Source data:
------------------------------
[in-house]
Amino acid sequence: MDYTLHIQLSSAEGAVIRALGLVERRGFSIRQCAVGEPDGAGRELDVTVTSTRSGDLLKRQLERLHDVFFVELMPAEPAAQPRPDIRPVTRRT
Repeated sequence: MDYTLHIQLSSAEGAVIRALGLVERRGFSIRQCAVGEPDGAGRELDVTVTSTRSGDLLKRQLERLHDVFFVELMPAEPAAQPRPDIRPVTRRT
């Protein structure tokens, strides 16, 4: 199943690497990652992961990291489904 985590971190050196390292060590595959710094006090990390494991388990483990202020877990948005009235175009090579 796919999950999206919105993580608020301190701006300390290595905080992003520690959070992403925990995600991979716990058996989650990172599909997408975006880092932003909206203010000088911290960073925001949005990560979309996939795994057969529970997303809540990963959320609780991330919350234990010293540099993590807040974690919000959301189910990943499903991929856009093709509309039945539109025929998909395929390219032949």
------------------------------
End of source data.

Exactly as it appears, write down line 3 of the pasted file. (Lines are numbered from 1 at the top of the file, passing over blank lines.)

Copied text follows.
Repeated sequence: MDYTLHIQLSSAEGAVIRALGLVERRGFSIRQCAVGEPDGAGRELDVTVTSTRSGDLLKRQLERLHDVFFVELMPAEPAAQPRPDIRPVTRRT